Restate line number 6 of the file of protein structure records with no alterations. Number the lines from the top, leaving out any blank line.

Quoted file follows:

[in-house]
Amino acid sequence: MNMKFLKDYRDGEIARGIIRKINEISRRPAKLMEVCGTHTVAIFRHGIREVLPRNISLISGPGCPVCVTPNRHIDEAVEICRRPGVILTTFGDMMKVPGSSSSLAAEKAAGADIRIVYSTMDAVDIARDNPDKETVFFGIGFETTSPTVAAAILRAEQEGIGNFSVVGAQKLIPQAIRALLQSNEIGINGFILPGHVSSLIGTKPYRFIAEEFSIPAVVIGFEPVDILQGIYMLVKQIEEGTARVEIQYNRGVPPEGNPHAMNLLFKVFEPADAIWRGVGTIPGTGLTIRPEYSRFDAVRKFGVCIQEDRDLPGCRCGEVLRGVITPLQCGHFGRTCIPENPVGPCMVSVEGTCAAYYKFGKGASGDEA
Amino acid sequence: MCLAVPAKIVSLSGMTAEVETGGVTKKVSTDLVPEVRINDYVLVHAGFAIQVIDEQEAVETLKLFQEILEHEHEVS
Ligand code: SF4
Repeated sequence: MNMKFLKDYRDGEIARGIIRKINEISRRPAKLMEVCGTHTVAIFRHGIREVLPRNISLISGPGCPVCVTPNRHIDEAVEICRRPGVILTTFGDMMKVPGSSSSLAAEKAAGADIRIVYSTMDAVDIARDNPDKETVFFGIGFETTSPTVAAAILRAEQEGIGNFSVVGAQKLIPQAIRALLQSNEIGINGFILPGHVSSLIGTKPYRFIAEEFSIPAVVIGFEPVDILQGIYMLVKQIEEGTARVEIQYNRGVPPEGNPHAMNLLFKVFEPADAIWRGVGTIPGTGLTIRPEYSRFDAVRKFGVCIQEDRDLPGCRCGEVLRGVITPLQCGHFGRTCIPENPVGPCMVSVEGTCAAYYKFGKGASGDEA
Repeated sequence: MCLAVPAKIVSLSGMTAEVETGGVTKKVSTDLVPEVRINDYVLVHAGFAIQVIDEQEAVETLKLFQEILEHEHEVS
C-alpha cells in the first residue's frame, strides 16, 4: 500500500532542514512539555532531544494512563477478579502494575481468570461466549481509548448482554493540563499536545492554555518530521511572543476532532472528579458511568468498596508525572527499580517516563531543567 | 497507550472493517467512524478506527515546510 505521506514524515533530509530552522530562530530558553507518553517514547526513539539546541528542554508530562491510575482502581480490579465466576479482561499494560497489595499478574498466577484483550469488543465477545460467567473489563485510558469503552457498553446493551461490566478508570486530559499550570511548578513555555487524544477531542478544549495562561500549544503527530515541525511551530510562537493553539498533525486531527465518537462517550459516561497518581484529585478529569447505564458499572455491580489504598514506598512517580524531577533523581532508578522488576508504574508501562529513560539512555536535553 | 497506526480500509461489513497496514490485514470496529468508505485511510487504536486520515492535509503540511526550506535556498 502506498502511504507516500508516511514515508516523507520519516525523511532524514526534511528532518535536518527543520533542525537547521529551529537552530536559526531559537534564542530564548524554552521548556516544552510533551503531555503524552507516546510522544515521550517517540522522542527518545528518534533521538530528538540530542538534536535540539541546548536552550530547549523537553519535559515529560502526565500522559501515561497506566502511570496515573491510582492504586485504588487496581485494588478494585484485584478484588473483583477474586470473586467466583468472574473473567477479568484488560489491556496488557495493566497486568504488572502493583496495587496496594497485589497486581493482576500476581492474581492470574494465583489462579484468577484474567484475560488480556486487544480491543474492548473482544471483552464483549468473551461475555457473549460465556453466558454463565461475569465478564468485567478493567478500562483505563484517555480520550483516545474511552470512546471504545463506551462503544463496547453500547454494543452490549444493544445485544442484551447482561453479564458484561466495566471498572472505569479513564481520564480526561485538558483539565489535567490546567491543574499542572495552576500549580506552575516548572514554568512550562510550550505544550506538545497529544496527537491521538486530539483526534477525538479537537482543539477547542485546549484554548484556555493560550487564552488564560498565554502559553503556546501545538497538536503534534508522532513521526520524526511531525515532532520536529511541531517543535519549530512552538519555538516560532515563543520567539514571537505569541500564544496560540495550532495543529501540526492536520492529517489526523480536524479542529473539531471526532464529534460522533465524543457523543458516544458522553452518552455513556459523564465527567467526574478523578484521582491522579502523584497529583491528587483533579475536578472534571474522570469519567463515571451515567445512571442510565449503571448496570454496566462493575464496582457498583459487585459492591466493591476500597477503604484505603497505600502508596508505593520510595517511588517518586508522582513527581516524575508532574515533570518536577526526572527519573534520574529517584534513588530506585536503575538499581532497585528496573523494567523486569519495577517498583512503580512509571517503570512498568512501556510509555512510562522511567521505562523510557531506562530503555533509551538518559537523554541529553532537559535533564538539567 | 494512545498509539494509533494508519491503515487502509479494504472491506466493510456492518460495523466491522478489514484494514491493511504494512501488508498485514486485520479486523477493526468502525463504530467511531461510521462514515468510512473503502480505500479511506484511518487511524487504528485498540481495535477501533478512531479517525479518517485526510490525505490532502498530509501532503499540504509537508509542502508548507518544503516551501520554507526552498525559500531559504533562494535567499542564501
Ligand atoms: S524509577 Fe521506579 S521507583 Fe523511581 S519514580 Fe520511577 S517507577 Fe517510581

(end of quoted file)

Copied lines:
Repeated sequence: MCLAVPAKIVSLSGMTAEVETGGVTKKVSTDLVPEVRINDYVLVHAGFAIQVIDEQEAVETLKLFQEILEHEHEVS